Careful about "always" - similar to "never say never".  E.g. see http://forum.mrmoneymustache.com/welcome-to-the-forum/identifying-common-financial-misconceptions/msg470360/#msg470360.  If you follow the link in that post to the bogleheads thread you can see the math details.  Depends on one's definition of "much higher" and "lower" in the above quote.

Quote
Keep in mind that if you have a retirement plan at work, there is an income limit for tax deductions on a traditional IRA.  If your modified AGI (so after 401(k) is excluded) comes out to 70k or above, your traditional IRA contributions are taxed the same as they would be in a Roth.
Quote
Correct, but its actually worse than that... the traditional IRA contributions would be taxable income without a deduction going in, and then any growth would still be taxable coming out!  Your 1k grows to 2k, when you take it out you pay taxes on the 1k worth of growth.  If you were in a Roth it would ALL be tax free at W/D.... which is why most people in the situation you describe just do a backdoor Roth contribution.  See even the rich like Roths.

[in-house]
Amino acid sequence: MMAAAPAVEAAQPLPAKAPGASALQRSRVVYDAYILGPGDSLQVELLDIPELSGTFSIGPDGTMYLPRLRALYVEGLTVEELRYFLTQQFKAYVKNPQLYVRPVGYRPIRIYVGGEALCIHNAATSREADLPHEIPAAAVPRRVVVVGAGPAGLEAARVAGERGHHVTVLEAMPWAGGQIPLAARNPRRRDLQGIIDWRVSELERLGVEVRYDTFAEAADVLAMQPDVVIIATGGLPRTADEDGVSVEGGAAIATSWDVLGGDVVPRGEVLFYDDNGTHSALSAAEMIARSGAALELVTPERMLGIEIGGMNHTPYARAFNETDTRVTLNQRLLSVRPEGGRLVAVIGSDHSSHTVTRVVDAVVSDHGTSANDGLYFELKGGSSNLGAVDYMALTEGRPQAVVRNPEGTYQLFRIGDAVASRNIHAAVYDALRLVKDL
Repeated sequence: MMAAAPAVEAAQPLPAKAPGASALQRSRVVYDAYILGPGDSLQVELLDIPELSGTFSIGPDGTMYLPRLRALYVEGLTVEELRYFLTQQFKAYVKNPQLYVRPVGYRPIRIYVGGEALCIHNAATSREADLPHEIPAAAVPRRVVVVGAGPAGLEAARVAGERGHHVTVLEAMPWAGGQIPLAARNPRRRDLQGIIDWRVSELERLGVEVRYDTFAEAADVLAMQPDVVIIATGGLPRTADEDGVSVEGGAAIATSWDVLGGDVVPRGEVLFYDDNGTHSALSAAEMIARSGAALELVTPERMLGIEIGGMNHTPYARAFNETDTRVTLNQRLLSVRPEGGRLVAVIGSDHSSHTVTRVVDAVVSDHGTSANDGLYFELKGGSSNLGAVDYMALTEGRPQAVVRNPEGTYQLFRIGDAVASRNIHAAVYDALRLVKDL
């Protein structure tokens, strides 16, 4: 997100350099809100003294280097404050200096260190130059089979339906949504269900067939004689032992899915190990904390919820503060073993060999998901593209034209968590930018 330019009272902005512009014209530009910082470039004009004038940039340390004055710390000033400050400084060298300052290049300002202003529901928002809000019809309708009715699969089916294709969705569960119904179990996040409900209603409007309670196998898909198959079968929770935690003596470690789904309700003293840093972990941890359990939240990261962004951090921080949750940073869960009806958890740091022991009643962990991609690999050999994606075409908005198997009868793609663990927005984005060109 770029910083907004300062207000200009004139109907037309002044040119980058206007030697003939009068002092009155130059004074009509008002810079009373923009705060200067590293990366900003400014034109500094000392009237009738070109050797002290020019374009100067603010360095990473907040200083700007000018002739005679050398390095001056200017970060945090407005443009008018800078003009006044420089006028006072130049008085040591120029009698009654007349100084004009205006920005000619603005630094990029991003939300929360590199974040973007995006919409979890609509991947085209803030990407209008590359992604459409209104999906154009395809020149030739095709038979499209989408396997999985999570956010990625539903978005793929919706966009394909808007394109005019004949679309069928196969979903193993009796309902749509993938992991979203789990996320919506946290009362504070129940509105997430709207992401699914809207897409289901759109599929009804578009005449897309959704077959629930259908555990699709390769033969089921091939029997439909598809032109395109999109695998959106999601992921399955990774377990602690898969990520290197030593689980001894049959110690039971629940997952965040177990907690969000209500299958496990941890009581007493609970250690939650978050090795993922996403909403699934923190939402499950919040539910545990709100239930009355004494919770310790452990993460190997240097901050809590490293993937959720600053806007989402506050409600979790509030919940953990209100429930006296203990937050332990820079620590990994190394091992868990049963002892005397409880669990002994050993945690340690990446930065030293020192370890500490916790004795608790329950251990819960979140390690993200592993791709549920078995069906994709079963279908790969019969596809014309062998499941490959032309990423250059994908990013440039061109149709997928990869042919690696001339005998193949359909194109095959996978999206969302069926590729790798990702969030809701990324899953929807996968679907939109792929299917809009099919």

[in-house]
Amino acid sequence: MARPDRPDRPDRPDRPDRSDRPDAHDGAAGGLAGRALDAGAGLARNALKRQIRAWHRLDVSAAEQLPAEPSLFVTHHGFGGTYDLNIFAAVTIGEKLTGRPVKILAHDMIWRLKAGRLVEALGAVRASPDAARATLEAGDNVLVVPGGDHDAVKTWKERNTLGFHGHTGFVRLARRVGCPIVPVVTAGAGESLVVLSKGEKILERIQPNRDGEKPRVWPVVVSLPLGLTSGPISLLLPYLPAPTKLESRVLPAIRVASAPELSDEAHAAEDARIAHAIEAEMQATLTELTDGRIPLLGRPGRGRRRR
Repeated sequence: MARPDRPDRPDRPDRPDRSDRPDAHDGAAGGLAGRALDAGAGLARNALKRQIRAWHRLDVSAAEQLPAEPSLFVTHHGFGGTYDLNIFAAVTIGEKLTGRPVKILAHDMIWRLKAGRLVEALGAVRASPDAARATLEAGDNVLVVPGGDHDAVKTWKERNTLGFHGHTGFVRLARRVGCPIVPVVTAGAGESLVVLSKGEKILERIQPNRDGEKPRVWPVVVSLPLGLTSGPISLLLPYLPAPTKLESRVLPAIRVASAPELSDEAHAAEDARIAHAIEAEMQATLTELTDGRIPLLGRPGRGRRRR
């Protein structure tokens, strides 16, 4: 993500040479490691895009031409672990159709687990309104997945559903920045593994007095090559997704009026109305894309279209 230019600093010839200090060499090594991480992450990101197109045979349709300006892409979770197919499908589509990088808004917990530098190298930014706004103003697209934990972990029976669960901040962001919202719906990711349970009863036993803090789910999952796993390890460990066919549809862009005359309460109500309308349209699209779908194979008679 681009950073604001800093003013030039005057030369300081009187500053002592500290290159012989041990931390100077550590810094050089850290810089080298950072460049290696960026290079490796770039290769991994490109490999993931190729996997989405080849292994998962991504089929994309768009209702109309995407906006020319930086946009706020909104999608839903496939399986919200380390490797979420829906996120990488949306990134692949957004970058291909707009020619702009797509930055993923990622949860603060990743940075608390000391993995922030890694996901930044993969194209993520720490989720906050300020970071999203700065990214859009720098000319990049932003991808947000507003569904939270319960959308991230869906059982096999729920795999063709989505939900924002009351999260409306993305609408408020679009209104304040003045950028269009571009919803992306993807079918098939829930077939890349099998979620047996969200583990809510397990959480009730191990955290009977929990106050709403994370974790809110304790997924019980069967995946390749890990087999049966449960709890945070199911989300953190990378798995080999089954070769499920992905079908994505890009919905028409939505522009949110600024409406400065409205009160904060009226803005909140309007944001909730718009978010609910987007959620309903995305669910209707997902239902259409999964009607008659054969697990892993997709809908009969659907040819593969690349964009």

Many current high-income earners would prefer the traditional IRA, but there is that low upper income limit.  The backdoor Roth is indeed "better than nothing" (i.e. a taxable account) and also better than making a non-deductible tIRA contribution and leaving it there.

27y/oTennesseeRetiree

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Re: Roth Contributions in January
« Reply #13 on: January 05, 2015, 11:05:10 AM »
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What does it mean to "own apartment units" and "have $675,000 debt" all inside of a ROTH IRA?

Neogodless,

You don't have to buy stocks inside of your IRA or ROTH IRA. The reason most people limit themselves to that is because that is all most brokerages that manage accounts allow people to invest in. It is all they sell and how they get paid.